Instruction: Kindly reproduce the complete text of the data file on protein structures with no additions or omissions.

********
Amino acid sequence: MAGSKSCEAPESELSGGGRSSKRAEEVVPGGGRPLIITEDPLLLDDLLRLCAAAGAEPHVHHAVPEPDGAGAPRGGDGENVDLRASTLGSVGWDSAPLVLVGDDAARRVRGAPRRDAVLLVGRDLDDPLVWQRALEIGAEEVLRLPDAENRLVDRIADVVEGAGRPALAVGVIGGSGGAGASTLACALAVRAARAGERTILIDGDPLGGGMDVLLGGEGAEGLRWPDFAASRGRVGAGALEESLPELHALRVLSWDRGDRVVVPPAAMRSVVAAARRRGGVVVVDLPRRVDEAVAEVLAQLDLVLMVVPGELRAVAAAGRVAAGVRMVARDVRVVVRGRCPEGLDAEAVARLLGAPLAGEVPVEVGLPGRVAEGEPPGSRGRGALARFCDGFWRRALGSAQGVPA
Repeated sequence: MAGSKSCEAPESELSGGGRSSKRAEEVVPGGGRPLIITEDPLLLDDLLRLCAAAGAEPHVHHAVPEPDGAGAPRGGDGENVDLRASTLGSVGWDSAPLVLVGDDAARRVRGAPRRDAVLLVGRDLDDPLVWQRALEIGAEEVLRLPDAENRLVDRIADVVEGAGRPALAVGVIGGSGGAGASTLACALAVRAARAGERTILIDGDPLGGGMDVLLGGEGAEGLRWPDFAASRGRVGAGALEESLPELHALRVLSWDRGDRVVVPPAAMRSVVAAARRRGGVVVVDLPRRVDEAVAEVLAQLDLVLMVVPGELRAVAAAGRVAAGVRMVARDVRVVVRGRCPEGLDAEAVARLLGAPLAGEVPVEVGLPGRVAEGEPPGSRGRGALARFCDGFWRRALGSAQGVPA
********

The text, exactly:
Amino acid sequence: MAGSKSCEAPESELSGGGRSSKRAEEVVPGGGRPLIITEDPLLLDDLLRLCAAAGAEPHVHHAVPEPDGAGAPRGGDGENVDLRASTLGSVGWDSAPLVLVGDDAARRVRGAPRRDAVLLVGRDLDDPLVWQRALEIGAEEVLRLPDAENRLVDRIADVVEGAGRPALAVGVIGGSGGAGASTLACALAVRAARAGERTILIDGDPLGGGMDVLLGGEGAEGLRWPDFAASRGRVGAGALEESLPELHALRVLSWDRGDRVVVPPAAMRSVVAAARRRGGVVVVDLPRRVDEAVAEVLAQLDLVLMVVPGELRAVAAAGRVAAGVRMVARDVRVVVRGRCPEGLDAEAVARLLGAPLAGEVPVEVGLPGRVAEGEPPGSRGRGALARFCDGFWRRALGSAQGVPA
Repeated sequence: MAGSKSCEAPESELSGGGRSSKRAEEVVPGGGRPLIITEDPLLLDDLLRLCAAAGAEPHVHHAVPEPDGAGAPRGGDGENVDLRASTLGSVGWDSAPLVLVGDDAARRVRGAPRRDAVLLVGRDLDDPLVWQRALEIGAEEVLRLPDAENRLVDRIADVVEGAGRPALAVGVIGGSGGAGASTLACALAVRAARAGERTILIDGDPLGGGMDVLLGGEGAEGLRWPDFAASRGRVGAGALEESLPELHALRVLSWDRGDRVVVPPAAMRSVVAAARRRGGVVVVDLPRRVDEAVAEVLAQLDLVLMVVPGELRAVAAAGRVAAGVRMVARDVRVVVRGRCPEGLDAEAVARLLGAPLAGEVPVEVGLPGRVAEGEPPGSRGRGALARFCDGFWRRALGSAQGVPA